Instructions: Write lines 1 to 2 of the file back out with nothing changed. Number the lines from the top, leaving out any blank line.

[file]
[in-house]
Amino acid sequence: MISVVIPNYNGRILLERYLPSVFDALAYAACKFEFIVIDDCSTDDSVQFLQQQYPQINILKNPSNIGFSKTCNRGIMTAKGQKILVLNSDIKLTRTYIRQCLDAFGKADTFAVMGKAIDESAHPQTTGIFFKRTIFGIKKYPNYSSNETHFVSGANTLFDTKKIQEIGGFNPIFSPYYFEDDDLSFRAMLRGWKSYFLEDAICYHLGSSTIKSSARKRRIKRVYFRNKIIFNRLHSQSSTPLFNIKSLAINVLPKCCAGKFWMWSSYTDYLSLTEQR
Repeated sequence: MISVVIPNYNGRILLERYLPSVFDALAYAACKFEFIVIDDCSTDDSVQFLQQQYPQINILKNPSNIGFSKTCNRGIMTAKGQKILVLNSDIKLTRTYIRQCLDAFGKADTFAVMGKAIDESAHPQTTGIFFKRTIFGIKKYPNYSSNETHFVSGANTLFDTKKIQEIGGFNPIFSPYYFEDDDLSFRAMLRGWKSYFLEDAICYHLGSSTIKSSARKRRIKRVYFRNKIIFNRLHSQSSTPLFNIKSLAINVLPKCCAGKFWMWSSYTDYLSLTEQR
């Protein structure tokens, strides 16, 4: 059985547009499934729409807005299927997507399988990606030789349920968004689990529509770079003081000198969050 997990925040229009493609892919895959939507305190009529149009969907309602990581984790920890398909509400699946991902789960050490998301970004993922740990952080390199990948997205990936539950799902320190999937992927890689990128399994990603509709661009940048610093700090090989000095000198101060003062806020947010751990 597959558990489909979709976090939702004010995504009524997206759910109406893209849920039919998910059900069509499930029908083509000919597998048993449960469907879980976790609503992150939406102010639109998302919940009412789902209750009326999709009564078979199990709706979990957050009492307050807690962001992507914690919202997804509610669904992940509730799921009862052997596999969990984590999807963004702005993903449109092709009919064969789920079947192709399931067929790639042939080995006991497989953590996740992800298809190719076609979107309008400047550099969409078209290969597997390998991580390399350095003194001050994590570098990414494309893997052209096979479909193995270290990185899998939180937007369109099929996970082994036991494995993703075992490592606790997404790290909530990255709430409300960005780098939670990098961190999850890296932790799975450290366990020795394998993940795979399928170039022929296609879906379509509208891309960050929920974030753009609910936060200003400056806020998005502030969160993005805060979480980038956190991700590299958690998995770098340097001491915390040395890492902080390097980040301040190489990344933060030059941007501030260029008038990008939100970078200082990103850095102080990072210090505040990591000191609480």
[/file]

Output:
[in-house]
Amino acid sequence: MISVVIPNYNGRILLERYLPSVFDALAYAACKFEFIVIDDCSTDDSVQFLQQQYPQINILKNPSNIGFSKTCNRGIMTAKGQKILVLNSDIKLTRTYIRQCLDAFGKADTFAVMGKAIDESAHPQTTGIFFKRTIFGIKKYPNYSSNETHFVSGANTLFDTKKIQEIGGFNPIFSPYYFEDDDLSFRAMLRGWKSYFLEDAICYHLGSSTIKSSARKRRIKRVYFRNKIIFNRLHSQSSTPLFNIKSLAINVLPKCCAGKFWMWSSYTDYLSLTEQR